In fact, problems, including inspections that yielded evidence of patient abuse and staffing deficiencies, began not long after the home opened its doors in 1996. (The inspections were conducted by the state Department of Health Services, which regulates nursing homes -- including those like the Barstow facility, which are run by the state VA).
By 1999, enough trouble had surfaced that the California Department of Veterans Affairs launched its first internal review of the Barstow home. But it was the events of the following year that drew the concern and dismay of top government officials, including Davis.
The home was cited in three patient deaths, and federal officials withdrew the facility's certification for Medicare and Medi-Cal funding -- an unusual move that deprived the home of about $80,000 per month in reimbursements. The U.S. Department of Veterans Affairs yanked funding too, citing poor medical care and record-keeping, medication errors and high administrative turnover.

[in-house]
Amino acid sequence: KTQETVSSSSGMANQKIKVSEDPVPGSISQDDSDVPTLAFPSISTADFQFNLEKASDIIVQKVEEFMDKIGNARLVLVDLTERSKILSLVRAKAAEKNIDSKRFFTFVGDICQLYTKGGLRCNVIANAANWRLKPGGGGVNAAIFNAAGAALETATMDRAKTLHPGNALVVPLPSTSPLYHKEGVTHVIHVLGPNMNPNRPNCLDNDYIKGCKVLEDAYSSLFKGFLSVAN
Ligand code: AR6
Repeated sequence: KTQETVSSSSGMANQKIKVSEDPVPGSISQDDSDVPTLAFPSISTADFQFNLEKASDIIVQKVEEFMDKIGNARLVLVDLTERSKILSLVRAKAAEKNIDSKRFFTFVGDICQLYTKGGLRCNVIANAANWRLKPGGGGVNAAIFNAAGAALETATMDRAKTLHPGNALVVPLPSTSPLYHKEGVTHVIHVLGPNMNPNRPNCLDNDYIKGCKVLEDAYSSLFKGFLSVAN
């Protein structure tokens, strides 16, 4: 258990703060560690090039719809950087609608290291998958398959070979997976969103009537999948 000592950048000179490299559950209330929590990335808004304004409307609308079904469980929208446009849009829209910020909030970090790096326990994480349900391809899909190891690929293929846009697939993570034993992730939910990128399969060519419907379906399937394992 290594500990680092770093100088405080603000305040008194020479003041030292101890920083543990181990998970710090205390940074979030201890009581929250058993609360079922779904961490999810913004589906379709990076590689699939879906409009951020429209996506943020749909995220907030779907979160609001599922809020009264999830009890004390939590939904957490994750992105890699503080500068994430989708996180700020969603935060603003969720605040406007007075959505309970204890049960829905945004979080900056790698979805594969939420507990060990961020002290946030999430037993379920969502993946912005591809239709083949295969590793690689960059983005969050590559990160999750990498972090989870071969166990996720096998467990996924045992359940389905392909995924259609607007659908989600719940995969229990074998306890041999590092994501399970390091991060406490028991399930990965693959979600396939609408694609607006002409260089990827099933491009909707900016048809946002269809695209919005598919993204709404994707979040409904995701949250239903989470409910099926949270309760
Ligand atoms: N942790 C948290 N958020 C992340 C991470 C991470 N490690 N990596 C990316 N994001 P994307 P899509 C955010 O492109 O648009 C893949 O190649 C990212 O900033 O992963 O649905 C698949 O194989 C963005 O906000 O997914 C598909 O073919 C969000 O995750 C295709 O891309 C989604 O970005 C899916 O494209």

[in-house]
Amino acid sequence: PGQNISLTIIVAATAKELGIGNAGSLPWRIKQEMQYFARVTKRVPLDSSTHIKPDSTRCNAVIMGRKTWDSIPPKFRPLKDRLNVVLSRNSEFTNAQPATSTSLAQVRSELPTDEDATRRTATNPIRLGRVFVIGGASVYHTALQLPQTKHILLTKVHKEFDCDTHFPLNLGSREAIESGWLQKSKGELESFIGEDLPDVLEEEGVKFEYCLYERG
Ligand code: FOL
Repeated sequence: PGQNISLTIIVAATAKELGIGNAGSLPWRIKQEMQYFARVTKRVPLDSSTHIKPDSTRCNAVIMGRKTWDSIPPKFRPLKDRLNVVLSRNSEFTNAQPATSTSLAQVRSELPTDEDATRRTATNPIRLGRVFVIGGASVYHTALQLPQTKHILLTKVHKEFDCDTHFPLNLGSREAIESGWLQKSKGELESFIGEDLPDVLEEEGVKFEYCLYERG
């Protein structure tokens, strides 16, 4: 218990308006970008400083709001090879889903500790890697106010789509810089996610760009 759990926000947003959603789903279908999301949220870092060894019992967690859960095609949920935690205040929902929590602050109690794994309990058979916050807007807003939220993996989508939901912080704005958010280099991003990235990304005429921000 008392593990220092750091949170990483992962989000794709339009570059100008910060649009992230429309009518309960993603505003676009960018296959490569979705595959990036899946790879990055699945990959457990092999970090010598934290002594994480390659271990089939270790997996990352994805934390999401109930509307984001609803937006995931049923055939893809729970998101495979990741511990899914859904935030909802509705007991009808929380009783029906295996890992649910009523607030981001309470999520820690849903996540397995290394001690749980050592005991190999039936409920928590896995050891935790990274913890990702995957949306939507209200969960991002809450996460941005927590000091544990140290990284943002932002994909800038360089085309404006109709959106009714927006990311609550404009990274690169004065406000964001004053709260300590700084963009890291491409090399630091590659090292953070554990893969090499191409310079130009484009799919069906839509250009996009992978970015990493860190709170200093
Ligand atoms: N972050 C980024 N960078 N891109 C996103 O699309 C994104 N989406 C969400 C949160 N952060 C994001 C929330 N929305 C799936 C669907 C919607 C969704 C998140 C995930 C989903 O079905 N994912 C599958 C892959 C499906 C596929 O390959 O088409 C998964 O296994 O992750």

A routine state inspection that year also uncovered an unusually high number of failings at the home, including untreated bedsores, unexplained bruises, use of antipsychotic medication without consent and theft. Five residents reported having money stolen -- one man was robbed of $800 locked in his nightstand -- but administrators did not promptly investigate, inspectors found.
One of the men who died was Paul Stevens, 76, a World War II Army drill sergeant who choked to death on a piece of broccoli Feb. 11, 2000.
Officials at the home insisted he had died of a heart attack, but autopsy findings revealed otherwise. The home was also cited for altering medical records related to Stevens' death and for retaliating against a doctor who declined to corroborate the heart-attack explanation, according to state Department of Health Services records.
In March of 2000, one 78-year-old diabetic man died after his blood sugar level soared and a physician wasn't promptly summoned. That led to a $25,000 fine.
Another death, in May of the same year, also resulted in a citation and $10,000 fine. A 62-year-old diabetic patient had refused food or finger pricks to check his blood glucose level, but the staff made no attempt to intervene or call a doctor, according to inspection records.
Davis, an Army veteran who has described himself as the "best friend" of California veterans, personally ordered an investigation into Stevens' death.